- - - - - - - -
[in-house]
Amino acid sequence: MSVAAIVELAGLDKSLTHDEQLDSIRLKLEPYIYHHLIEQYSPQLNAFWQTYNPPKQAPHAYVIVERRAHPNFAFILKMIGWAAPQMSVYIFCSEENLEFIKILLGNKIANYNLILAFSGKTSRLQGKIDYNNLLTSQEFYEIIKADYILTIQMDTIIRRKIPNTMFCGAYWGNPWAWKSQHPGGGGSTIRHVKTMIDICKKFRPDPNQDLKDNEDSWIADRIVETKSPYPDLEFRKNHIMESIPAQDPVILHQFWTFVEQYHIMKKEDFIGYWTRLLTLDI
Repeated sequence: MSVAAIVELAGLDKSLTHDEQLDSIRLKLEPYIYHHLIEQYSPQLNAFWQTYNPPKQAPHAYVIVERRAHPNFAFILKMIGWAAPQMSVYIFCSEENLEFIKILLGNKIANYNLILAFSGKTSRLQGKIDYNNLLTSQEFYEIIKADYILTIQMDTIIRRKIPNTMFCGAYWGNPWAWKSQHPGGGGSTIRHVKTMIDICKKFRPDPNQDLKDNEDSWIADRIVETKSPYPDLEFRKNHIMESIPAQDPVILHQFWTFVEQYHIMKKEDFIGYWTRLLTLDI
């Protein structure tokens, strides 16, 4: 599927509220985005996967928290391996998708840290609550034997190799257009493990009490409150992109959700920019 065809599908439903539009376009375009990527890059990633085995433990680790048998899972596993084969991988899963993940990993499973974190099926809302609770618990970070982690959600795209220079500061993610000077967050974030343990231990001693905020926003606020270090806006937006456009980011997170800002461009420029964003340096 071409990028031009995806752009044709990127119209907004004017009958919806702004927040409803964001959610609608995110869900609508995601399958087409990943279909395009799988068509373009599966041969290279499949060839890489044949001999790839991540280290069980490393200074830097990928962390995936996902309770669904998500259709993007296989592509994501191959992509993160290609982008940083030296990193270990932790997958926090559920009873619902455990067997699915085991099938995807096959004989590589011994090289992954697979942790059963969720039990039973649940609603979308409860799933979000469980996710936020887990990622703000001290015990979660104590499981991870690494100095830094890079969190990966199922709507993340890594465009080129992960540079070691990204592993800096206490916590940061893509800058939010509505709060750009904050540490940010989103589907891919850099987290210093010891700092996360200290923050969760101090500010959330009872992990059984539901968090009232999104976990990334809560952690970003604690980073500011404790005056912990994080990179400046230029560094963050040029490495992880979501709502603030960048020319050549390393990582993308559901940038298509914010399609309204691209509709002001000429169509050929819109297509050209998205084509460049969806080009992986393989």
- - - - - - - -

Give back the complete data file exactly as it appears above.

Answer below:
[in-house]
Amino acid sequence: MSVAAIVELAGLDKSLTHDEQLDSIRLKLEPYIYHHLIEQYSPQLNAFWQTYNPPKQAPHAYVIVERRAHPNFAFILKMIGWAAPQMSVYIFCSEENLEFIKILLGNKIANYNLILAFSGKTSRLQGKIDYNNLLTSQEFYEIIKADYILTIQMDTIIRRKIPNTMFCGAYWGNPWAWKSQHPGGGGSTIRHVKTMIDICKKFRPDPNQDLKDNEDSWIADRIVETKSPYPDLEFRKNHIMESIPAQDPVILHQFWTFVEQYHIMKKEDFIGYWTRLLTLDI
Repeated sequence: MSVAAIVELAGLDKSLTHDEQLDSIRLKLEPYIYHHLIEQYSPQLNAFWQTYNPPKQAPHAYVIVERRAHPNFAFILKMIGWAAPQMSVYIFCSEENLEFIKILLGNKIANYNLILAFSGKTSRLQGKIDYNNLLTSQEFYEIIKADYILTIQMDTIIRRKIPNTMFCGAYWGNPWAWKSQHPGGGGSTIRHVKTMIDICKKFRPDPNQDLKDNEDSWIADRIVETKSPYPDLEFRKNHIMESIPAQDPVILHQFWTFVEQYHIMKKEDFIGYWTRLLTLDI
């Protein structure tokens, strides 16, 4: 599927509220985005996967928290391996998708840290609550034997190799257009493990009490409150992109959700920019 065809599908439903539009376009375009990527890059990633085995433990680790048998899972596993084969991988899963993940990993499973974190099926809302609770618990970070982690959600795209220079500061993610000077967050974030343990231990001693905020926003606020270090806006937006456009980011997170800002461009420029964003340096 071409990028031009995806752009044709990127119209907004004017009958919806702004927040409803964001959610609608995110869900609508995601399958087409990943279909395009799988068509373009599966041969290279499949060839890489044949001999790839991540280290069980490393200074830097990928962390995936996902309770669904998500259709993007296989592509994501191959992509993160290609982008940083030296990193270990932790997958926090559920009873619902455990067997699915085991099938995807096959004989590589011994090289992954697979942790059963969720039990039973649940609603979308409860799933979000469980996710936020887990990622703000001290015990979660104590499981991870690494100095830094890079969190990966199922709507993340890594465009080129992960540079070691990204592993800096206490916590940061893509800058939010509505709060750009904050540490940010989103589907891919850099987290210093010891700092996360200290923050969760101090500010959330009872992990059984539901968090009232999104976990990334809560952690970003604690980073500011404790005056912990994080990179400046230029560094963050040029490495992880979501709502603030960048020319050549390393990582993308559901940038298509914010399609309204691209509709002001000429169509050929819109297509050209998205084509460049969806080009992986393989």